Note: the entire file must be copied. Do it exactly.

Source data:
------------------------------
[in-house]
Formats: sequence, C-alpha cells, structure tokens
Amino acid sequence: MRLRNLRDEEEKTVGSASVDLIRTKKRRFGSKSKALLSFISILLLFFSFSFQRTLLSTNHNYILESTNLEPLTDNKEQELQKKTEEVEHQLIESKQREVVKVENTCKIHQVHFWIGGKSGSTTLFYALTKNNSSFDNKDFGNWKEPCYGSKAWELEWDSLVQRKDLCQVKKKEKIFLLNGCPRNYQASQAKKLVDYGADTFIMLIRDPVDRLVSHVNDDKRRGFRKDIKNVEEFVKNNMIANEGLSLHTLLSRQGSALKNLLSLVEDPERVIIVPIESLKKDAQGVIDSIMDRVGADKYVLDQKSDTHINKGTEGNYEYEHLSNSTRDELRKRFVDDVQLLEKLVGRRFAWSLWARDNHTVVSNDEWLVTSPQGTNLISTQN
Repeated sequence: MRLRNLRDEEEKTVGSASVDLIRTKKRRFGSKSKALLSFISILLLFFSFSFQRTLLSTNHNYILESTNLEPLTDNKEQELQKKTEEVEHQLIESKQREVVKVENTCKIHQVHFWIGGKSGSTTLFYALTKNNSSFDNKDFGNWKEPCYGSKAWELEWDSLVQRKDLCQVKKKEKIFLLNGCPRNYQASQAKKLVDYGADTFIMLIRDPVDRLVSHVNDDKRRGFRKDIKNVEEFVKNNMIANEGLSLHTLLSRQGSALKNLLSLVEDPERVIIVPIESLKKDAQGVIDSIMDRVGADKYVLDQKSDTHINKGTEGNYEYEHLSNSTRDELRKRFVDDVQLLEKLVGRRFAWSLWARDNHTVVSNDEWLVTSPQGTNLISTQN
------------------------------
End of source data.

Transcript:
[in-house]
Formats: sequence, C-alpha cells, structure tokens
Amino acid sequence: MRLRNLRDEEEKTVGSASVDLIRTKKRRFGSKSKALLSFISILLLFFSFSFQRTLLSTNHNYILESTNLEPLTDNKEQELQKKTEEVEHQLIESKQREVVKVENTCKIHQVHFWIGGKSGSTTLFYALTKNNSSFDNKDFGNWKEPCYGSKAWELEWDSLVQRKDLCQVKKKEKIFLLNGCPRNYQASQAKKLVDYGADTFIMLIRDPVDRLVSHVNDDKRRGFRKDIKNVEEFVKNNMIANEGLSLHTLLSRQGSALKNLLSLVEDPERVIIVPIESLKKDAQGVIDSIMDRVGADKYVLDQKSDTHINKGTEGNYEYEHLSNSTRDELRKRFVDDVQLLEKLVGRRFAWSLWARDNHTVVSNDEWLVTSPQGTNLISTQN
Repeated sequence: MRLRNLRDEEEKTVGSASVDLIRTKKRRFGSKSKALLSFISILLLFFSFSFQRTLLSTNHNYILESTNLEPLTDNKEQELQKKTEEVEHQLIESKQREVVKVENTCKIHQVHFWIGGKSGSTTLFYALTKNNSSFDNKDFGNWKEPCYGSKAWELEWDSLVQRKDLCQVKKKEKIFLLNGCPRNYQASQAKKLVDYGADTFIMLIRDPVDRLVSHVNDDKRRGFRKDIKNVEEFVKNNMIANEGLSLHTLLSRQGSALKNLLSLVEDPERVIIVPIESLKKDAQGVIDSIMDRVGADKYVLDQKSDTHINKGTEGNYEYEHLSNSTRDELRKRFVDDVQLLEKLVGRRFAWSLWARDNHTVVSNDEWLVTSPQGTNLISTQN